Out of sight: Lost dog was the eyes of canine team


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This article was published 14/09/2022 (199 days ago), so information in it may no longer be current.

It can be a truly heartbreaking experience when a pet goes missing.

For South Osborne resident Asmara Polcyn, the disappearance of her dog Ace is all the more devastating because it has left another of her dogs – Patch, a seven-year-old retired sled dog who is blind – without his trusted guide and running mate.

Polcyn, who has had dogs all her life and works as a professional dog trainer, adopted Patch two years ago from a racing kennel. Despite his visual impairment, the Alaskan husky had been accustomed to running 35 miles a day in a race – within a couple of hours. After several weeks of deliberation, Polcyn decided she could meet Patch’s need and desire for such intense physical activity by running him with Ace, her Belgian Malinois.

Ace, also seven years old, had not had previous mushing experience but took to it immediately and became a perfect teammate for Patch, Polcyn said.

While in harness – whether pulling Polcyn on a sled, skis, or a bike in the case of dryland mushing – Patch is able to run at full tilt next to Ace, the eyes of the operation. Polcyn’s verbal cues, along with the fact the two dogs are connected via what are called a neckline and a gangline, help to keep them on course as a unit. Ace’s considerable size advantage also plays a role.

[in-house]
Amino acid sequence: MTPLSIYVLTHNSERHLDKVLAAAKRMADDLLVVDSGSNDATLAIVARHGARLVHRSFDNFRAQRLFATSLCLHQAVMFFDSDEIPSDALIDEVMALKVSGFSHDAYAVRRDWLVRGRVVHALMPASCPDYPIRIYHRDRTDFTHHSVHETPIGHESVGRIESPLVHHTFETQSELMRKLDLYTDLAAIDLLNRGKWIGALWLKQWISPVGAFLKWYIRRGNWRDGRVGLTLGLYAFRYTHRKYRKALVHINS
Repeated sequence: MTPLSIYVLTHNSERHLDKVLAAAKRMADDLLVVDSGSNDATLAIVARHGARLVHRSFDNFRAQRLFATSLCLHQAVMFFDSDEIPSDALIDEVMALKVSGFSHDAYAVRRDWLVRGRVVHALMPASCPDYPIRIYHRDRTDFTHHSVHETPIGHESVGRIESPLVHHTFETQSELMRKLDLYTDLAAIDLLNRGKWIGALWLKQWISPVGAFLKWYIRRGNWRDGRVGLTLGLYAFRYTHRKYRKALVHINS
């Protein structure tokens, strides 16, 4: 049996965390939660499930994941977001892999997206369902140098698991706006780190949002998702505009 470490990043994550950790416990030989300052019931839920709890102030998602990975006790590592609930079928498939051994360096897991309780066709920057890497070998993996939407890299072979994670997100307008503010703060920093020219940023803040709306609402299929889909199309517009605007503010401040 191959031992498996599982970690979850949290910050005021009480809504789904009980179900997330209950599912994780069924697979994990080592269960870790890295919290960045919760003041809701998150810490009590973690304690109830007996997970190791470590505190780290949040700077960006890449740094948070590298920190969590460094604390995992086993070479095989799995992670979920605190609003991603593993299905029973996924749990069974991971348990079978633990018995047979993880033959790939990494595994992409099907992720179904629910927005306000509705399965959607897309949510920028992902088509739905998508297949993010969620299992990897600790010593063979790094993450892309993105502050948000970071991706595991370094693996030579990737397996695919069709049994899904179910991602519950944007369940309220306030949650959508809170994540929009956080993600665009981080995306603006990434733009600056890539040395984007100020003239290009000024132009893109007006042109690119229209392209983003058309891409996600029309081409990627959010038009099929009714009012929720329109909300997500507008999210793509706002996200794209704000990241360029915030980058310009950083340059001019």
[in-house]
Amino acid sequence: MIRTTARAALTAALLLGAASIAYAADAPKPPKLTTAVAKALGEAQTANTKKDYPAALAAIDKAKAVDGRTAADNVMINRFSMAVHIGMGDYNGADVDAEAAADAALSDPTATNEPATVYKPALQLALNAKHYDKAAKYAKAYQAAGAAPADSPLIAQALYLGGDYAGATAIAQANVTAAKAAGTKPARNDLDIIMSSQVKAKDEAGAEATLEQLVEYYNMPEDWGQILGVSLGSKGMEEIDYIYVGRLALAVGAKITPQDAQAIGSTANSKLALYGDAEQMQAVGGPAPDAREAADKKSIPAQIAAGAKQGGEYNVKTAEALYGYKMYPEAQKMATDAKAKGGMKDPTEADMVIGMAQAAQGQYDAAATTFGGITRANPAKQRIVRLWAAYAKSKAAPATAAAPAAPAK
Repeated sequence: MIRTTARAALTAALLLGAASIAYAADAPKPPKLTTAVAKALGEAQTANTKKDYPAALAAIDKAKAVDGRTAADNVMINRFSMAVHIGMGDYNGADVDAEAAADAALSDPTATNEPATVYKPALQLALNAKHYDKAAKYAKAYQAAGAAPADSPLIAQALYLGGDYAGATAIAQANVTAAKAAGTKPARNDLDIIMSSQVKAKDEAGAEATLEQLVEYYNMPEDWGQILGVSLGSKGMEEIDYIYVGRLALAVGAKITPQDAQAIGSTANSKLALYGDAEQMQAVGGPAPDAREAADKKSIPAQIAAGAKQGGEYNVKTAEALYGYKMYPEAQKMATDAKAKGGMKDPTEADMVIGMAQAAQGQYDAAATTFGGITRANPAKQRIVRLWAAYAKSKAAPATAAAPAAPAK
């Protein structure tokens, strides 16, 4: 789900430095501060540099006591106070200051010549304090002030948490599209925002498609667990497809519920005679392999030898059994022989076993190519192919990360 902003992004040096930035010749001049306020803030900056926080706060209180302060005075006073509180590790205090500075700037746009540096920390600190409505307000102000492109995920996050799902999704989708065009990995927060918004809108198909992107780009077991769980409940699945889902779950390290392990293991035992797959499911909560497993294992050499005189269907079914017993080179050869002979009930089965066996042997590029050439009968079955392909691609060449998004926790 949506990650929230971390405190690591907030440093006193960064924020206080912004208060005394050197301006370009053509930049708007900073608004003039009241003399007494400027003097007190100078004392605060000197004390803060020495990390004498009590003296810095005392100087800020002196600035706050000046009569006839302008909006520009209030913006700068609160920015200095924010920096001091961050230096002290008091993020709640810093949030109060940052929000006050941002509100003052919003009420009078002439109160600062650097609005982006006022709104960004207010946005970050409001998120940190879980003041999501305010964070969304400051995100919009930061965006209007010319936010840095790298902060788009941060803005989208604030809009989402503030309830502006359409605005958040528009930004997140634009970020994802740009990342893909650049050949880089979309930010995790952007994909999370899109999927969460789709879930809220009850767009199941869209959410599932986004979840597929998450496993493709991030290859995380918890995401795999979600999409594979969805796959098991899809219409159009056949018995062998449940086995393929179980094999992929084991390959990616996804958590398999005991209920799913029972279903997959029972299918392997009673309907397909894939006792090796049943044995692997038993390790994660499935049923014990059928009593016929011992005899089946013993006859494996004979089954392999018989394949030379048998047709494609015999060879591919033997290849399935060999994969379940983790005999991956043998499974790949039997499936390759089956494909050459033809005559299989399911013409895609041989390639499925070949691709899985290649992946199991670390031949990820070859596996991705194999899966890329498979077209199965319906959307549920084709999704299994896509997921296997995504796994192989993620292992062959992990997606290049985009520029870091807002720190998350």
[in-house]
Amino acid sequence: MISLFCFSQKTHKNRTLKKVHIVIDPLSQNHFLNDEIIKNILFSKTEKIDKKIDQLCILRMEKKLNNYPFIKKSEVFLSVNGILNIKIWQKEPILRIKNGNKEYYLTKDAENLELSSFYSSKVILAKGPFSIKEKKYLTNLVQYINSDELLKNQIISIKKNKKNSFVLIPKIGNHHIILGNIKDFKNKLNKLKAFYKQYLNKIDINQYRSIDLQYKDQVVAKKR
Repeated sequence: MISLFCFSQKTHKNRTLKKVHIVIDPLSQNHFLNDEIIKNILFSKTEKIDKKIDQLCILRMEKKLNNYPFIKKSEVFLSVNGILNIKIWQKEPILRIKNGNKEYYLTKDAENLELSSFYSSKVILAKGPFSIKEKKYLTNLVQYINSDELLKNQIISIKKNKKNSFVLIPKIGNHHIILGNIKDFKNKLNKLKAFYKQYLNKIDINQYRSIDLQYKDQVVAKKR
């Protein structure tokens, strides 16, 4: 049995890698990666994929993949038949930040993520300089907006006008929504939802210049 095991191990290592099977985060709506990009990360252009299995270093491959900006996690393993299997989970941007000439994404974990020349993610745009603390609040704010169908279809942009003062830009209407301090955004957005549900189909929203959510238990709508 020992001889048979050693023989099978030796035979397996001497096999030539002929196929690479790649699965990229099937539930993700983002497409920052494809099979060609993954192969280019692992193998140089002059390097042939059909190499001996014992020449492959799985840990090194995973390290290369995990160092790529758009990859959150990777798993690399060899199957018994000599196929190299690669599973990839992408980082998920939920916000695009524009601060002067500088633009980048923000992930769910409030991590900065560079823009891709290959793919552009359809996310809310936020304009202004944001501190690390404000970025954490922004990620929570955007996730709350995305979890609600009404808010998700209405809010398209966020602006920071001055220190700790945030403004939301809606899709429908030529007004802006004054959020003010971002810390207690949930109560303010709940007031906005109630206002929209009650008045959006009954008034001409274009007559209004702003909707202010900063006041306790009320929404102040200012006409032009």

“He’s 75 pounds of torque,” Polcyn said.

Ace has been missing since Aug. 2 — suspected stolen — and Polcyn fears she may never see him or this remarkable team in action again.

She last saw Ace at the end of the driveway at her farm near Elma, Man., as they were getting ready to leave that morning. He is extremely well-trained and has never wandered off, but is vulnerable because he’s so friendly.

“He’s a lovely dog and he would’ve gone with anyone,” she said.

Polcyn filed an RCMP report and has searched ceaselessly for Ace with the help of outdoors experts and tracking dogs. There has been absolutely no sign of him, she says.

Fall is when mushing season really begins, Polcyn says, and she doesn’t yet know what she will do for Patch if Ace doesn’t come home.

“He’s got no guide dog,” she said. “I mean, he’s such a professional — I could throw him on with any dog and he’ll do his job… but this is our family member that’s gone.”

Tracy Groenewegen

Tracy Groenewegen
South Osborne community correspondent

Tracy Groenewegen is a community correspondent for South Osborne. She can be reached at tracy.groenewegen@gmail.com

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